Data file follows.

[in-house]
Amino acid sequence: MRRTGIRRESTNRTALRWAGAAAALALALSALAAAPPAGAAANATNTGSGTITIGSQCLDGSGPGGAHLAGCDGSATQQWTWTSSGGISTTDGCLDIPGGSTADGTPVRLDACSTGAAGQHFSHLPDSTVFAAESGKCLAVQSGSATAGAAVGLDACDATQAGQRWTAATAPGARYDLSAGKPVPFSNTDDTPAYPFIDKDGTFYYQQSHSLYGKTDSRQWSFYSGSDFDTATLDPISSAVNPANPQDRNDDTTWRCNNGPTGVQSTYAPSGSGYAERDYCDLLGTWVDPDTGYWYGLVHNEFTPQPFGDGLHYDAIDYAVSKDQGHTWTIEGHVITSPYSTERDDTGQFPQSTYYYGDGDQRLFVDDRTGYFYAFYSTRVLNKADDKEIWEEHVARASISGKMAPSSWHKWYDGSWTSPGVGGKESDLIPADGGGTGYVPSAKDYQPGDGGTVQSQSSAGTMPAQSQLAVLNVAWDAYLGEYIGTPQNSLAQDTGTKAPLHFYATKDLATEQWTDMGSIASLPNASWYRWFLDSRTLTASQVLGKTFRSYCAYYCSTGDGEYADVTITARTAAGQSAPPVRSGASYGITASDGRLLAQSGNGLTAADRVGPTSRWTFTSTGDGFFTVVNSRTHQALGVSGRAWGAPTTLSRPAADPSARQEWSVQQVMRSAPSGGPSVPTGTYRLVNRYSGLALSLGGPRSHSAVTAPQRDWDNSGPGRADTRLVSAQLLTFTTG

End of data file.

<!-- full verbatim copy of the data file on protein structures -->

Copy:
[in-house]
Amino acid sequence: MRRTGIRRESTNRTALRWAGAAAALALALSALAAAPPAGAAANATNTGSGTITIGSQCLDGSGPGGAHLAGCDGSATQQWTWTSSGGISTTDGCLDIPGGSTADGTPVRLDACSTGAAGQHFSHLPDSTVFAAESGKCLAVQSGSATAGAAVGLDACDATQAGQRWTAATAPGARYDLSAGKPVPFSNTDDTPAYPFIDKDGTFYYQQSHSLYGKTDSRQWSFYSGSDFDTATLDPISSAVNPANPQDRNDDTTWRCNNGPTGVQSTYAPSGSGYAERDYCDLLGTWVDPDTGYWYGLVHNEFTPQPFGDGLHYDAIDYAVSKDQGHTWTIEGHVITSPYSTERDDTGQFPQSTYYYGDGDQRLFVDDRTGYFYAFYSTRVLNKADDKEIWEEHVARASISGKMAPSSWHKWYDGSWTSPGVGGKESDLIPADGGGTGYVPSAKDYQPGDGGTVQSQSSAGTMPAQSQLAVLNVAWDAYLGEYIGTPQNSLAQDTGTKAPLHFYATKDLATEQWTDMGSIASLPNASWYRWFLDSRTLTASQVLGKTFRSYCAYYCSTGDGEYADVTITARTAAGQSAPPVRSGASYGITASDGRLLAQSGNGLTAADRVGPTSRWTFTSTGDGFFTVVNSRTHQALGVSGRAWGAPTTLSRPAADPSARQEWSVQQVMRSAPSGGPSVPTGTYRLVNRYSGLALSLGGPRSHSAVTAPQRDWDNSGPGRADTRLVSAQLLTFTTG